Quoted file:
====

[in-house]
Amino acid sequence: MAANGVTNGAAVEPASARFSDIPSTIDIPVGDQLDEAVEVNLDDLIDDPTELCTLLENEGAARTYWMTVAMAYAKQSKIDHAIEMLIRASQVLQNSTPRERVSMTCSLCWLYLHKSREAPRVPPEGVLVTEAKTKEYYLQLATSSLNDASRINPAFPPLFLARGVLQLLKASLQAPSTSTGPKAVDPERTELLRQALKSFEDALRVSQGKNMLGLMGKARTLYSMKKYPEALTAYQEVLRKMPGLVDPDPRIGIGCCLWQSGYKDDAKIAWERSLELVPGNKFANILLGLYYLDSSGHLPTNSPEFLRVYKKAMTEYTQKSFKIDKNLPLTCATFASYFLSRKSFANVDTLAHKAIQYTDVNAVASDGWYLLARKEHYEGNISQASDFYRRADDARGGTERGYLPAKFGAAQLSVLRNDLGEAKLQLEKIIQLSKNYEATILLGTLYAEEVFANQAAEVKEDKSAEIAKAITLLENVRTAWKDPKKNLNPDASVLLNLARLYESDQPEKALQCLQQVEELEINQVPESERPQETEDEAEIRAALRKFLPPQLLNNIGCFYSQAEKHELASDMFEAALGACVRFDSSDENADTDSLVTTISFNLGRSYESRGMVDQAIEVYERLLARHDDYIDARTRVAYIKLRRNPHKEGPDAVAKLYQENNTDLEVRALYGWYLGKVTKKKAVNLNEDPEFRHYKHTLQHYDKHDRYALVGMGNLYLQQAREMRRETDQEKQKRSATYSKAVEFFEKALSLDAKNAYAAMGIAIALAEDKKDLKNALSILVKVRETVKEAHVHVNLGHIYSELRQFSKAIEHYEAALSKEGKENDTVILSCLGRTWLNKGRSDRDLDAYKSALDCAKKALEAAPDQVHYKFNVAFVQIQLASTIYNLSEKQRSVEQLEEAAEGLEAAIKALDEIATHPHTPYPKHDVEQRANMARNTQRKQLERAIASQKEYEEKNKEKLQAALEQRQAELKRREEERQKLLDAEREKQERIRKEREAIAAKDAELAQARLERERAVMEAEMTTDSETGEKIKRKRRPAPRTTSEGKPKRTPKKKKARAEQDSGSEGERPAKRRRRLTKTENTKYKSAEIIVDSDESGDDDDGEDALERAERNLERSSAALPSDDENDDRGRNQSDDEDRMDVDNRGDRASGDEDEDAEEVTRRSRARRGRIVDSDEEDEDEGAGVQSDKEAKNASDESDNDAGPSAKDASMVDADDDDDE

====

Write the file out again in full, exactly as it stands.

[in-house]
Amino acid sequence: MAANGVTNGAAVEPASARFSDIPSTIDIPVGDQLDEAVEVNLDDLIDDPTELCTLLENEGAARTYWMTVAMAYAKQSKIDHAIEMLIRASQVLQNSTPRERVSMTCSLCWLYLHKSREAPRVPPEGVLVTEAKTKEYYLQLATSSLNDASRINPAFPPLFLARGVLQLLKASLQAPSTSTGPKAVDPERTELLRQALKSFEDALRVSQGKNMLGLMGKARTLYSMKKYPEALTAYQEVLRKMPGLVDPDPRIGIGCCLWQSGYKDDAKIAWERSLELVPGNKFANILLGLYYLDSSGHLPTNSPEFLRVYKKAMTEYTQKSFKIDKNLPLTCATFASYFLSRKSFANVDTLAHKAIQYTDVNAVASDGWYLLARKEHYEGNISQASDFYRRADDARGGTERGYLPAKFGAAQLSVLRNDLGEAKLQLEKIIQLSKNYEATILLGTLYAEEVFANQAAEVKEDKSAEIAKAITLLENVRTAWKDPKKNLNPDASVLLNLARLYESDQPEKALQCLQQVEELEINQVPESERPQETEDEAEIRAALRKFLPPQLLNNIGCFYSQAEKHELASDMFEAALGACVRFDSSDENADTDSLVTTISFNLGRSYESRGMVDQAIEVYERLLARHDDYIDARTRVAYIKLRRNPHKEGPDAVAKLYQENNTDLEVRALYGWYLGKVTKKKAVNLNEDPEFRHYKHTLQHYDKHDRYALVGMGNLYLQQAREMRRETDQEKQKRSATYSKAVEFFEKALSLDAKNAYAAMGIAIALAEDKKDLKNALSILVKVRETVKEAHVHVNLGHIYSELRQFSKAIEHYEAALSKEGKENDTVILSCLGRTWLNKGRSDRDLDAYKSALDCAKKALEAAPDQVHYKFNVAFVQIQLASTIYNLSEKQRSVEQLEEAAEGLEAAIKALDEIATHPHTPYPKHDVEQRANMARNTQRKQLERAIASQKEYEEKNKEKLQAALEQRQAELKRREEERQKLLDAEREKQERIRKEREAIAAKDAELAQARLERERAVMEAEMTTDSETGEKIKRKRRPAPRTTSEGKPKRTPKKKKARAEQDSGSEGERPAKRRRRLTKTENTKYKSAEIIVDSDESGDDDDGEDALERAERNLERSSAALPSDDENDDRGRNQSDDEDRMDVDNRGDRASGDEDEDAEEVTRRSRARRGRIVDSDEEDEDEGAGVQSDKEAKNASDESDNDAGPSAKDASMVDADDDDDE